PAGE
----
Joyce Evans of Hampden Township, a user of calling cards for calling long distance on her phone, found out that one minute in AT&T time equals 12 seconds.
Her revelation happened after she found out that her 500-minute card only contained 100 minutes of talk time, while her smaller 150-minute card only contained 30 minutes of talk time, which was a shocking change from her usual 500 minutes of talk time from a 500-minute card.
Although she called AT&T, the state attorney general’s Bureau of Consumer Protection, the Public Utility Commission and the Federal Communications Commission, it was only until she read the fine print at the back that she found out that calling from a particular area to another state can cost differently when calling from another area.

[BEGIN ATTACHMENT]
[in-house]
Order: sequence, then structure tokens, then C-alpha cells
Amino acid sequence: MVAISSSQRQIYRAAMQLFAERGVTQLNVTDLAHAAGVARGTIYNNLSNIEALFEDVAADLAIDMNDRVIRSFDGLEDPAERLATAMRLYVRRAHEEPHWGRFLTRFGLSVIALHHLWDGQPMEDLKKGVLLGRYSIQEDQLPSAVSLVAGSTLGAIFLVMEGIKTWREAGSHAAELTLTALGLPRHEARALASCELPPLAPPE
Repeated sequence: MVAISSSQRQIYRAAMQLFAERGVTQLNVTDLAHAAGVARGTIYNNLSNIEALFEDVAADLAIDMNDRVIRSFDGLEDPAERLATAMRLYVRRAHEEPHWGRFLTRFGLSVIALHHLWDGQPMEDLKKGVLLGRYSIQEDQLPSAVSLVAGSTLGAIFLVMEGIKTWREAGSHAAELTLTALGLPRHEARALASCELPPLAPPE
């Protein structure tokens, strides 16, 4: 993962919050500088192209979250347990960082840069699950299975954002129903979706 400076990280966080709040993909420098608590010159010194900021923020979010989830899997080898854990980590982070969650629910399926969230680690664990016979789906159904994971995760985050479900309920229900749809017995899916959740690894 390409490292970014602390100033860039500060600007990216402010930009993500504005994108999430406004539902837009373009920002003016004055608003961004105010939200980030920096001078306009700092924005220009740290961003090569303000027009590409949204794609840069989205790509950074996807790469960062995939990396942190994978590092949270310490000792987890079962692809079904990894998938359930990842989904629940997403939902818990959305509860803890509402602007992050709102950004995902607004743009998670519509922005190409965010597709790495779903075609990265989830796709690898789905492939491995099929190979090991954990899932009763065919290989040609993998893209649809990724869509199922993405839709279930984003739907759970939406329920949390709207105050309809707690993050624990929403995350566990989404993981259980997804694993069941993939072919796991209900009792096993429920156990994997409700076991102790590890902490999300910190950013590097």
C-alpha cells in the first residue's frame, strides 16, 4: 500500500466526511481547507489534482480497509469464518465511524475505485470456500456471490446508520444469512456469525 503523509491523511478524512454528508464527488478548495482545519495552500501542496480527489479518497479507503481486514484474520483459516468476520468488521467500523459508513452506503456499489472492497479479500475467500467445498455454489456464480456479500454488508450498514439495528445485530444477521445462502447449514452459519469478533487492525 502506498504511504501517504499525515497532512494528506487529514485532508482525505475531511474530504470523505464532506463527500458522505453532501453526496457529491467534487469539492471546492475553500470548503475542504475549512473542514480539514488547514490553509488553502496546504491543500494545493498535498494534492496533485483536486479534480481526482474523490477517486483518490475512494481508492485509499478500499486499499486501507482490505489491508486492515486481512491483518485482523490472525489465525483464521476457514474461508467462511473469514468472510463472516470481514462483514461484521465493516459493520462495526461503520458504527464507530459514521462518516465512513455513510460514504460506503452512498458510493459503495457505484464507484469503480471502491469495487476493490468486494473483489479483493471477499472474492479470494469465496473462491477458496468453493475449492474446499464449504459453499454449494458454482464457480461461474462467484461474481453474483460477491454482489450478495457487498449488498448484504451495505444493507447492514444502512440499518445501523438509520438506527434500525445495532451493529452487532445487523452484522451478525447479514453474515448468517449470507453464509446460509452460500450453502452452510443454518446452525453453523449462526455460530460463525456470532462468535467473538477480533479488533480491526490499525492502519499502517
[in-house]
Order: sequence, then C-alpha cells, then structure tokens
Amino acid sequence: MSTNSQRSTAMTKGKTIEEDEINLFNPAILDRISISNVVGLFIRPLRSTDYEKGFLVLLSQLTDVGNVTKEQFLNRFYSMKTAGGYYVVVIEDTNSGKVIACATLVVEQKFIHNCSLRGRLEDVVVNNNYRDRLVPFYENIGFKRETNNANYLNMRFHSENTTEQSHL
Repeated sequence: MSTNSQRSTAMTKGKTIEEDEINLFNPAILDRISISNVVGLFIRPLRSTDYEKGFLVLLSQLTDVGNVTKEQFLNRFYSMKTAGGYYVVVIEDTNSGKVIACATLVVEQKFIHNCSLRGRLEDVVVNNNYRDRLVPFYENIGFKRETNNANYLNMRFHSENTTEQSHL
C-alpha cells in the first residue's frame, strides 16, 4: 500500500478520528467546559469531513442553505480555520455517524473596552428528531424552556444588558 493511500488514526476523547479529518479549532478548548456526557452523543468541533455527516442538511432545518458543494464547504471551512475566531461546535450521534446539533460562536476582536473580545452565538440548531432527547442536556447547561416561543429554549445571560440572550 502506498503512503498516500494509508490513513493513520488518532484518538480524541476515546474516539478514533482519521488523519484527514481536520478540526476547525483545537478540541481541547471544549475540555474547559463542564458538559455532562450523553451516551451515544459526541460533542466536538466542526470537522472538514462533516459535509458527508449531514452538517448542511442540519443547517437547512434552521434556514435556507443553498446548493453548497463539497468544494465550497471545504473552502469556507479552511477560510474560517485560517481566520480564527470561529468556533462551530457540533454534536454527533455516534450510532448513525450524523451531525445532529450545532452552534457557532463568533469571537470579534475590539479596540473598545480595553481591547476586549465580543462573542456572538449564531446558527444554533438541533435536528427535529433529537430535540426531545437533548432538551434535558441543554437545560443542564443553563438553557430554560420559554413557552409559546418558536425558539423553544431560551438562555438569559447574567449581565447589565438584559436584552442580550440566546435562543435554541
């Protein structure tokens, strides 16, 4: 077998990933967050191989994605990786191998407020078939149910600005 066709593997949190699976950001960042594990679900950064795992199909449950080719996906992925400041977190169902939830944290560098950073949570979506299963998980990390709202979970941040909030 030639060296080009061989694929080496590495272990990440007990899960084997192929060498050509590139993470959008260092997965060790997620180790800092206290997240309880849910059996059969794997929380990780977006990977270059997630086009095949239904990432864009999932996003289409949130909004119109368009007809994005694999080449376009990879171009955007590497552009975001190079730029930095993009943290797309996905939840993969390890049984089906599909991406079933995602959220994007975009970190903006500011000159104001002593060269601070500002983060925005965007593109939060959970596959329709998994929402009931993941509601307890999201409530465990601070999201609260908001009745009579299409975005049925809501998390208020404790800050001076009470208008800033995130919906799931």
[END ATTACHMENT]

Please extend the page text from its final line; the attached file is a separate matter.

The government agency State Public Utility Commission could not do anything about it since they do not have jurisdiction over long-distance carriers, including AT&T.
AT&T, however, places the blame on the FCC for its minutes since it made a ruling that prepaid cards should still pay state access fees since it is still a basic phone service, this, in turn, will be taken from those who are buying the calling cards.
Ultimately, consumer awareness is the only thing that AT&T is telling people like Evans since AT&T, as well as other long-distance carriers who have prepaid calling cards, cannot do anything about it due to the FCC’s regulations regarding calling card fees.